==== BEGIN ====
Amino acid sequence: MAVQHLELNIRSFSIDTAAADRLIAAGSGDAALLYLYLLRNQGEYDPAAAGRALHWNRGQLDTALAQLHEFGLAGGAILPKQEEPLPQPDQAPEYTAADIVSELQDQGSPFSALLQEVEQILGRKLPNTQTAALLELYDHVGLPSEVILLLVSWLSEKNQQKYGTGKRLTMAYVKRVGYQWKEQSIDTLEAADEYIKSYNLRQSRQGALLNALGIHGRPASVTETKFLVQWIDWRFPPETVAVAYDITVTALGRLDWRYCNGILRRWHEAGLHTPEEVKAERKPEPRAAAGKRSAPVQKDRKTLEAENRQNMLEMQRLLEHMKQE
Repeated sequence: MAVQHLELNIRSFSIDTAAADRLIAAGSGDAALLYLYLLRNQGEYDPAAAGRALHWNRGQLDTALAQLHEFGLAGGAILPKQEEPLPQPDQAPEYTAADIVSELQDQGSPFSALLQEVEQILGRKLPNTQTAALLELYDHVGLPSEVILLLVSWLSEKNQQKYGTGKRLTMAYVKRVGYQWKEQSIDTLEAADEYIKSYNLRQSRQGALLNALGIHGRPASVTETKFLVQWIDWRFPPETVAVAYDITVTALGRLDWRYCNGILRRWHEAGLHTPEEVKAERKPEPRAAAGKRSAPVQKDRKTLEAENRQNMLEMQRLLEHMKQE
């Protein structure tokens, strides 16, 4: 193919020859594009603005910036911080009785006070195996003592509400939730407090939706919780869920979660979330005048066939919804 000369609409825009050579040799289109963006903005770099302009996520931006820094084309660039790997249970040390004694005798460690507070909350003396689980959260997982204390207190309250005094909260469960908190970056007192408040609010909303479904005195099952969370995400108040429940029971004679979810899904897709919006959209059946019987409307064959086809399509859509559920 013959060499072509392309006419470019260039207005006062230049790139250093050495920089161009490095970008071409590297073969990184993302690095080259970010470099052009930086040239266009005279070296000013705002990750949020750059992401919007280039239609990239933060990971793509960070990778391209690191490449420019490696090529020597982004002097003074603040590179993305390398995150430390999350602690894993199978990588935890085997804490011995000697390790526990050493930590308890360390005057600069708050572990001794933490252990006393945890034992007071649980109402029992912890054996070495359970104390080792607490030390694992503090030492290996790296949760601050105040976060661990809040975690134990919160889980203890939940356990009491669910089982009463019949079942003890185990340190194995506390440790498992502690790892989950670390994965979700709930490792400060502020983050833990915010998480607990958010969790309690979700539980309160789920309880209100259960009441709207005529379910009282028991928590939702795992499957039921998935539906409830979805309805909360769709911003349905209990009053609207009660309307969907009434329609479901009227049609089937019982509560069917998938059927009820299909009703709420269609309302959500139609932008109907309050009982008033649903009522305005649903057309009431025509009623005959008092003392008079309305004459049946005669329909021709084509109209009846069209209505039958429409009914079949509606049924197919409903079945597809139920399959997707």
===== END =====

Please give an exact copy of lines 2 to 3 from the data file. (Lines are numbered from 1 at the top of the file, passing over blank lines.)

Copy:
Repeated sequence: MAVQHLELNIRSFSIDTAAADRLIAAGSGDAALLYLYLLRNQGEYDPAAAGRALHWNRGQLDTALAQLHEFGLAGGAILPKQEEPLPQPDQAPEYTAADIVSELQDQGSPFSALLQEVEQILGRKLPNTQTAALLELYDHVGLPSEVILLLVSWLSEKNQQKYGTGKRLTMAYVKRVGYQWKEQSIDTLEAADEYIKSYNLRQSRQGALLNALGIHGRPASVTETKFLVQWIDWRFPPETVAVAYDITVTALGRLDWRYCNGILRRWHEAGLHTPEEVKAERKPEPRAAAGKRSAPVQKDRKTLEAENRQNMLEMQRLLEHMKQE
């Protein structure tokens, strides 16, 4: 193919020859594009603005910036911080009785006070195996003592509400939730407090939706919780869920979660979330005048066939919804 000369609409825009050579040799289109963006903005770099302009996520931006820094084309660039790997249970040390004694005798460690507070909350003396689980959260997982204390207190309250005094909260469960908190970056007192408040609010909303479904005195099952969370995400108040429940029971004679979810899904897709919006959209059946019987409307064959086809399509859509559920 013959060499072509392309006419470019260039207005006062230049790139250093050495920089161009490095970008071409590297073969990184993302690095080259970010470099052009930086040239266009005279070296000013705002990750949020750059992401919007280039239609990239933060990971793509960070990778391209690191490449420019490696090529020597982004002097003074603040590179993305390398995150430390999350602690894993199978990588935890085997804490011995000697390790526990050493930590308890360390005057600069708050572990001794933490252990006393945890034992007071649980109402029992912890054996070495359970104390080792607490030390694992503090030492290996790296949760601050105040976060661990809040975690134990919160889980203890939940356990009491669910089982009463019949079942003890185990340190194995506390440790498992502690790892989950670390994965979700709930490792400060502020983050833990915010998480607990958010969790309690979700539980309160789920309880209100259960009441709207005529379910009282028991928590939702795992499957039921998935539906409830979805309805909360769709911003349905209990009053609207009660309307969907009434329609479901009227049609089937019982509560069917998938059927009820299909009703709420269609309302959500139609932008109907309050009982008033649903009522305005649903057309009431025509009623005959008092003392008079309305004459049946005669329909021709084509109209009846069209209505039958429409009914079949509606049924197919409903079945597809139920399959997707």